The European Union has donated security hardware including 30 rigid-hull inflatable boats and forensic equipment to the Economic Community of West African States, to tackle maritime crime and other security challenges in the region.
This was disclosed at a high-level maritime security seminar convened by ECOWAS in Abuja on Monday, under the framework of the European Union-funded Support to West Africa Integrated Maritime Security project.
The equipment, estimated at €5 million, was expected to help security agencies in Nigeria and 11 other coastal ECOWAS states in combating crime and criminality.
The other beneficiaries include Benin, Cape Verde, Côte d’Ivoire, The Gambia, Ghana, Guinea-Bissau, Guinea-Conakry, Liberia, Sierra Leone, Senegal and Togo.
The Head of ECOWAS’ Regional Security Division, Col. Abdourahmane Dieng, observed that maritime insecurity had long been one of the most persistent and intractable threats to maritime communities and economic prosperity in West Africa.
According to him, turning the tide against maritime insecurity is a collaborative effort that no single country or region can tackle alone.
He said, “For this reason, ECOWAS, in conjunction with the Economic Community of Central African States formulated the Yaoundé Code of Conduct as a foundation for broad-based regional maritime security along the entire Gulf of Guinea.
“Cognisant of this problem and its ramifications well beyond West Africa, ECOWAS launched its Integrated Maritime Strategy in 2014 with parameters for the development of the blue economy premised upon a coherent security framework.”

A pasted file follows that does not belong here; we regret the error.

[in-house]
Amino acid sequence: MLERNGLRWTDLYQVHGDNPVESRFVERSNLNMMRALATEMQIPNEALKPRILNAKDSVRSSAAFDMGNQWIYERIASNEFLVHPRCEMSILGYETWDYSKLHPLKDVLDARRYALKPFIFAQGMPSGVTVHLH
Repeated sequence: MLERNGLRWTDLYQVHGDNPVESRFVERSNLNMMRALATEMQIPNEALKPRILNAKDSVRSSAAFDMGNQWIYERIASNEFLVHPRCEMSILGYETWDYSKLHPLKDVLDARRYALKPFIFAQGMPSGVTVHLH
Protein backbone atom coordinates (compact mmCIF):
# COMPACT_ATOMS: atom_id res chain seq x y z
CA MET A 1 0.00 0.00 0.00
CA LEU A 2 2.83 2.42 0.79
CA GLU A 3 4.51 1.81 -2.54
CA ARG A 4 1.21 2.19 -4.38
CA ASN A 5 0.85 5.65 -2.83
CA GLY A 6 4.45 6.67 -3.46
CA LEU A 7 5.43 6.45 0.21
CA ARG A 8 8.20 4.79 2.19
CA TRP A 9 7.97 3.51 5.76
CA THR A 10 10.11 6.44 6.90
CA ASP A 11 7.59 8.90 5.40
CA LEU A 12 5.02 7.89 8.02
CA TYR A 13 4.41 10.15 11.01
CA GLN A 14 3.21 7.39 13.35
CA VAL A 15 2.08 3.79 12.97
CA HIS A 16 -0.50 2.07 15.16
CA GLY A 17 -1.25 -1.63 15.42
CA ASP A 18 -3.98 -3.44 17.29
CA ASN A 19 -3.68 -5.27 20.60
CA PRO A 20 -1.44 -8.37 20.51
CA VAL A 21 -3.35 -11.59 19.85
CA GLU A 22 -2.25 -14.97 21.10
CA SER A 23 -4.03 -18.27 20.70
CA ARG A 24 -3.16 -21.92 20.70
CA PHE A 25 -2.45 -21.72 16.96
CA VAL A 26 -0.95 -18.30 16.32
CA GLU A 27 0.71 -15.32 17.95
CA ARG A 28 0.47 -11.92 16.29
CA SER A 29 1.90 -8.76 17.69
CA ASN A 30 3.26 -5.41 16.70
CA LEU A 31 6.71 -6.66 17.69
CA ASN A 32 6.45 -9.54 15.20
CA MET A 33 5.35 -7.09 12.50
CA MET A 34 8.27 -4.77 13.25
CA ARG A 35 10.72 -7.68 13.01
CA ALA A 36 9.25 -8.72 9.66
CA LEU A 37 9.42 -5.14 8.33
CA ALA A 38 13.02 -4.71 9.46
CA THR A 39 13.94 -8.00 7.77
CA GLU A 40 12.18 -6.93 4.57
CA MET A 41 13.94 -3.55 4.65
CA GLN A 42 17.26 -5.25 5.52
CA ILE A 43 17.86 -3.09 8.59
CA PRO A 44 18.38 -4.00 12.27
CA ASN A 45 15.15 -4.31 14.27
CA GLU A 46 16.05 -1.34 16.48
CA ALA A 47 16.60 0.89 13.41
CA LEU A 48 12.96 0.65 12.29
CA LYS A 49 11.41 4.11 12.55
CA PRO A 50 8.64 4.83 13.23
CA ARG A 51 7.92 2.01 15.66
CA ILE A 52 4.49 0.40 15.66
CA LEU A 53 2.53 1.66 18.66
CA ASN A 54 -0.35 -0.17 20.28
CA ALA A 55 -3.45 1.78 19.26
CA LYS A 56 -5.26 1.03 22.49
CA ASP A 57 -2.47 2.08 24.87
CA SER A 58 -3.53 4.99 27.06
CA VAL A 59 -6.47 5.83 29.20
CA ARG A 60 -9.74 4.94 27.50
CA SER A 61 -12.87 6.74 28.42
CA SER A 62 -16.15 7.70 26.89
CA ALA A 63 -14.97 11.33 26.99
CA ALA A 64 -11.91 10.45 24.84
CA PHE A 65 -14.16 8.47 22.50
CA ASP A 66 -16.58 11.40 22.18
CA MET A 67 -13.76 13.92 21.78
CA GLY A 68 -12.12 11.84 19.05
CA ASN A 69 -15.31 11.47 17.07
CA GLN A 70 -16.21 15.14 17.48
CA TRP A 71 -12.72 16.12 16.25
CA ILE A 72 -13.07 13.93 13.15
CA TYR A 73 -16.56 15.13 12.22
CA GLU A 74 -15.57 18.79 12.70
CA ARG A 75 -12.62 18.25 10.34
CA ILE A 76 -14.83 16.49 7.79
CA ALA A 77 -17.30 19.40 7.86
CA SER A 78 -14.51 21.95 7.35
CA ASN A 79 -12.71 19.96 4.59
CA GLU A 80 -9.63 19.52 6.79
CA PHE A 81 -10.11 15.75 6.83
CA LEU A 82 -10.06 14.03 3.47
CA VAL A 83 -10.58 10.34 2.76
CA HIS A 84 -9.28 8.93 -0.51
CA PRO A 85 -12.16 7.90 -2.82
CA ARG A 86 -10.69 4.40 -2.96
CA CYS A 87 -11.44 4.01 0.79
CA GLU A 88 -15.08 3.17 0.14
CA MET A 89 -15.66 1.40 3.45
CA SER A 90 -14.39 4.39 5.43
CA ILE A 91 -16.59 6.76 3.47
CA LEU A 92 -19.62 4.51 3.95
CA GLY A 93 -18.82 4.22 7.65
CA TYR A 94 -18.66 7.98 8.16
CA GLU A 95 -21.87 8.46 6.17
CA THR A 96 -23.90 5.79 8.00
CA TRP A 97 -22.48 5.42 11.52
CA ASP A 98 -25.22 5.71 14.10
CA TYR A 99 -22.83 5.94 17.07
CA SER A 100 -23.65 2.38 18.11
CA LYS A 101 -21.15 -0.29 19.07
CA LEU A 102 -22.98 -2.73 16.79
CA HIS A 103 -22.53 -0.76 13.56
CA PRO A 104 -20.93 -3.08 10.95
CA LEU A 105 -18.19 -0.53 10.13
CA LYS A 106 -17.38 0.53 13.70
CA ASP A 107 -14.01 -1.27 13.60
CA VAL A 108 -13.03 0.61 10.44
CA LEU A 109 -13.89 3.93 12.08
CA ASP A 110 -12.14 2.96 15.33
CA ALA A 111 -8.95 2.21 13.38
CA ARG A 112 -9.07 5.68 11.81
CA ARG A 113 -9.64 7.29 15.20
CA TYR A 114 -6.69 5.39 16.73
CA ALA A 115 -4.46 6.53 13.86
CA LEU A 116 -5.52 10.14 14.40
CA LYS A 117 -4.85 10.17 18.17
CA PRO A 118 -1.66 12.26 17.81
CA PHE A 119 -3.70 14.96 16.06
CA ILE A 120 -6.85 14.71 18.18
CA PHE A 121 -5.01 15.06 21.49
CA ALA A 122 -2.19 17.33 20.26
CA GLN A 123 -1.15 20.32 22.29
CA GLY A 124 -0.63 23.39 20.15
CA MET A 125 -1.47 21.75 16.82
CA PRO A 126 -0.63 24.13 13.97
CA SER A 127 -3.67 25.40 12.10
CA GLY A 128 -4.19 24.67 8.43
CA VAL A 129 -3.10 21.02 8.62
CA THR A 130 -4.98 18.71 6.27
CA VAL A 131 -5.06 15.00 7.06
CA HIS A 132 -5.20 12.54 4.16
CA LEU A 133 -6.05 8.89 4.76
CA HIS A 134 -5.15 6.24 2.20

The EU Senior Coordinator for the Gulf of Guinea, Amb Nicolas Martinez, said the EU was a committed partner to the Gulf of Guinea region and would continue to provide extensive and targeted assistance to strengthen the critical features of the Yaoundé security architecture, while cementing the long-standing relationship between ECOWAS and the EU.
The SWAIMS Team Leader, Dr Axel Klein, explained that the boats and forensic equipment will be supplied by Portugal’s Camões, working closely with the Portuguese Navy, which would also provide related training and maintenance.
“In financial terms, the delivery of RHIBs and forensic equipment worth more than €5 million is the most significant component of the SWAIMS project”, he explained.
Besides Camões, other SWAIMS implementing partners are Institut de sécurité maritime interregional in Côte d’Ivoire, Regional Maritime University in Ghana, ECOWAS’ Inter-Governmental Action Group against Money Laundering in West Africa and the United Nations Office on Drugs and Crime.
The boats and equipment, which are expected to significantly enhance the capacity of beneficiary countries to enforce the rule of law in their territorial waters and adjoining exclusive economic zones, will be supplied by 2024.